1 Location, 1 Day

David Benjamin Gruenbaum offers a solution to the fairness issues created when some students get extra time on the SAT and ACT.

June 17, 2019
 
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Hotel rooms … small, intimate surroundings? This sounds more like a location for an affair, rather than the site where an official SAT or ACT should be taken.

Both the College Board (which owns the SAT) and the ACT have indicated that they want to improve test security. Some of the most difficult cases involve how to conduct the SAT and ACT for students who receive accommodations. Most of the time, the term "accommodations" means extra time for students with learning disabilities. For the 30 years that I have been preparing students for the SAT and ACT, it has been a well-known fact that wealthy parents pay doctors to diagnose learning disabilities for their children so that these children can gain extra time to take the SAT or ACT. Sometimes this is done for legitimate reasons and sometimes not.

The first solution is to clamp down on the number of students whose parents are paying off doctors to write up a fake or stretched diagnosis which allows their child to receive extra time. I believe that doctors should face jail time if they make up fake diagnoses.

But even if the fake cases are cut down, some (mainly wealthy) students will still gain an unfair advantage, largely because of the wacky way tests for students with accommodations are administered.

Let’s run through the oddities: students with accommodations often take the SAT or ACT at their own high school, which is frequently a private high school, and the test is administered by a teacher, counselor or administrator from that high school … Private high schools want the highest possible average ACT or SAT score for their school. High average SAT/ACT scores become bragging rights and help private schools to attract a greater number of applicants … Many students who take the SAT or ACT with accommodations test in a smaller, often quieter environment with significantly fewer students in the room (sometimes no one else!) … Many students with extra time accommodations are also allowed to take the SAT or ACT over two days … Some students with accommodations take the SAT or ACT over five days!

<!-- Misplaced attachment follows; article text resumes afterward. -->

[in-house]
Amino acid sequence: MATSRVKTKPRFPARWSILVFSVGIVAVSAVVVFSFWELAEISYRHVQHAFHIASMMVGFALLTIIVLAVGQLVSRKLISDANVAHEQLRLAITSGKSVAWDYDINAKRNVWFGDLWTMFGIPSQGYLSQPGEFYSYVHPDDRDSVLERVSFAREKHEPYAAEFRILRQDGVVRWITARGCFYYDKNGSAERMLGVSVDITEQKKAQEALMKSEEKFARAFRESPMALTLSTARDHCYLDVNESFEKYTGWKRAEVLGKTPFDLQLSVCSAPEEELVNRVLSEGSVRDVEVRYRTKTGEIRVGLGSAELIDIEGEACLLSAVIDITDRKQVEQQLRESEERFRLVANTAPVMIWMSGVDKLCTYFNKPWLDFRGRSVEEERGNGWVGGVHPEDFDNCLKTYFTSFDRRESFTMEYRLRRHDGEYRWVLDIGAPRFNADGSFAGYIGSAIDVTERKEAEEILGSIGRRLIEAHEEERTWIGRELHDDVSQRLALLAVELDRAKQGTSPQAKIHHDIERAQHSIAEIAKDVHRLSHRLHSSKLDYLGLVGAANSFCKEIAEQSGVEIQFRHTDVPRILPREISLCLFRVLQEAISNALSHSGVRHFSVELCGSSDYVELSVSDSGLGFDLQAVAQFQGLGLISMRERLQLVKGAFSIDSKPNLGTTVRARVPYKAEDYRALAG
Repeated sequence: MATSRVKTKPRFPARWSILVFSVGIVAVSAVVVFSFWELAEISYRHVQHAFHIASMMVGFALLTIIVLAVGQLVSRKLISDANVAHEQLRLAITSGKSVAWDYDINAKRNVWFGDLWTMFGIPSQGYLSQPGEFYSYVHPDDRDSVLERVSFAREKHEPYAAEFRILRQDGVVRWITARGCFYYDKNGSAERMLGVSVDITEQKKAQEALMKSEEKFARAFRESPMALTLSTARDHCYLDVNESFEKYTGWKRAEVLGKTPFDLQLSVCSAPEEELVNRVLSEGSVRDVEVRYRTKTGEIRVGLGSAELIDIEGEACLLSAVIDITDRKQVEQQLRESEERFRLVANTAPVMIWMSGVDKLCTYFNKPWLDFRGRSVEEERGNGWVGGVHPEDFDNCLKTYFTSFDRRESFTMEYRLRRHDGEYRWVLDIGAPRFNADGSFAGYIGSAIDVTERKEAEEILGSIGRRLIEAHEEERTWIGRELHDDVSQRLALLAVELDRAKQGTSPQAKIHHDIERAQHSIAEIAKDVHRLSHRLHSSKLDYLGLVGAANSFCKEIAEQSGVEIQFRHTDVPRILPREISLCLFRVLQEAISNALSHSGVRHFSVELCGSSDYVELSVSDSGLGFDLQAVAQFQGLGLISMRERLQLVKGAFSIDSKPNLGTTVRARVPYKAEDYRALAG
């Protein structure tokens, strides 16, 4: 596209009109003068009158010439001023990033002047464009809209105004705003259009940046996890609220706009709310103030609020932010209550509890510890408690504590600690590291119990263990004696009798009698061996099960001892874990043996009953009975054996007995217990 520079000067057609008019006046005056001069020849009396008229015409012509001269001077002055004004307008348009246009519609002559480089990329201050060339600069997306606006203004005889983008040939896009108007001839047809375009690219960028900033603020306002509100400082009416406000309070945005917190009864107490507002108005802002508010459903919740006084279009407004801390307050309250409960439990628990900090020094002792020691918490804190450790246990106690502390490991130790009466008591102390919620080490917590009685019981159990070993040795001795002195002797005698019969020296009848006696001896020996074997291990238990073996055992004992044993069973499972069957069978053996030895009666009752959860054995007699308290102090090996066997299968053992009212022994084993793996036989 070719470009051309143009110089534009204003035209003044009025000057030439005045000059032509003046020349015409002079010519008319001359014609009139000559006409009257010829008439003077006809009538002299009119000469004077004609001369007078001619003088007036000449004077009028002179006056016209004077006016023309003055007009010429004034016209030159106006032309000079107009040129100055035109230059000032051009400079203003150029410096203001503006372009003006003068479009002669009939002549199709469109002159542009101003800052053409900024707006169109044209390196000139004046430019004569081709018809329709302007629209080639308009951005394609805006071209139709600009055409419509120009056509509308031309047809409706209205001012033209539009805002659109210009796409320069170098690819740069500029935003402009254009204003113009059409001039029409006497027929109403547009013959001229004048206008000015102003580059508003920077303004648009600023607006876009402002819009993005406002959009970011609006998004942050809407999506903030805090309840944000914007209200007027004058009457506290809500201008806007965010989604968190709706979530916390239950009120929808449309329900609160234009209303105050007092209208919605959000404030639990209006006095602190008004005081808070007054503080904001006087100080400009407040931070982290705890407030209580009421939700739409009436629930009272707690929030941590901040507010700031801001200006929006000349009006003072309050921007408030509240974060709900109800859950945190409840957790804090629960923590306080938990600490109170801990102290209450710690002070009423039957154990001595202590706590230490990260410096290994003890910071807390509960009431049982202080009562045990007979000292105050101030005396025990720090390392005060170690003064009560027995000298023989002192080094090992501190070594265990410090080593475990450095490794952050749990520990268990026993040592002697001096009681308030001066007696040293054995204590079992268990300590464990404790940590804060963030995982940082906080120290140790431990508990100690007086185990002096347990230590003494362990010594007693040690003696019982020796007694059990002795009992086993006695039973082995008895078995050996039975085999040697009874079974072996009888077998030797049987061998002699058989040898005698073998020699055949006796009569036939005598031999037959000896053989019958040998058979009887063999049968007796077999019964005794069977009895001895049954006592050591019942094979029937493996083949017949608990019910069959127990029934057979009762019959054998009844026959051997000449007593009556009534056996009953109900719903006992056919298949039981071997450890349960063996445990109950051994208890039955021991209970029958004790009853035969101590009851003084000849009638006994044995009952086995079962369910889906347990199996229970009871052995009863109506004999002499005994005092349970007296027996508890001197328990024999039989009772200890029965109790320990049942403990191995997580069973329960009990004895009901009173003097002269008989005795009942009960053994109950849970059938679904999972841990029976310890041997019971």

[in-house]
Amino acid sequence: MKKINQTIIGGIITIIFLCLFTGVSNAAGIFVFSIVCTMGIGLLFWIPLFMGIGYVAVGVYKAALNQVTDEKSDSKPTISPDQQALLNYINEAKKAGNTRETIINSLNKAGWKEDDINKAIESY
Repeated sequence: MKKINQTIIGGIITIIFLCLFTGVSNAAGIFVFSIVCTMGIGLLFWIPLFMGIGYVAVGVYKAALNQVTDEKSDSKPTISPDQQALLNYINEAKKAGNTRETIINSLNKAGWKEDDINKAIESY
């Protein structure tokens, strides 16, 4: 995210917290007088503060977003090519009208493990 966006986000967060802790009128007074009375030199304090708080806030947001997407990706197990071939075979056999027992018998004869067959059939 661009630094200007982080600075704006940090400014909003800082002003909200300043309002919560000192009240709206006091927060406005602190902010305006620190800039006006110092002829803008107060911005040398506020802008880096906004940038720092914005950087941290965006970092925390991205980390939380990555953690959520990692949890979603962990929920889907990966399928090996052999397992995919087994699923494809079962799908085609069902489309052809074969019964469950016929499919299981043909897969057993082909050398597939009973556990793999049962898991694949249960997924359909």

So, here’s my radical solution: all students with accommodations should take the SAT or ACT at central test sites (located in large cities or the centers of rural counties in each major geographical area of the country), and they should all take the test on the same days, and only the same days, that the SAT and ACT are administered to everyone else. Finally, the entire test for everyone must be finished on the same day.

Also, the extra time accommodations must continue to be standardized. It seems that most students who receive time accommodations are given time and a half. In other words, these students get 52 and a half minutes to complete a 35-minute section, 90 minutes to complete a 60-minute section, etc. In the past, on some standardized tests, some students have been granted even more time (as much as double the time).

Clearly there will need to be several test administrators on-site to run the SAT and ACT tests that are given with accommodations. This will be necessary because, for example, some students don’t receive extra time, but larger print (if they have vision issues) or the option to take the SAT or ACT on a computer, if they have physical problems that make it difficult to for them to write. Extra test administrators could help the tests run more smoothly with so many different situations.

Yes, I know the one location, one day plan will be inconvenient for some students. But I am sure everyone will agree that the most important priority is running a fair test. Taking the SAT and ACT out of the hands of school administrators, teachers and counselors who may have a built-in bias and ensuring that these tests are administered properly is definitely the way to go.

Bio

David Benjamin Gruenbaum, together with his wife, Heather, owns the private education company Ahead of the Class. Gruenbaum has personally prepared over 8,000 students for the SAT and ACT.

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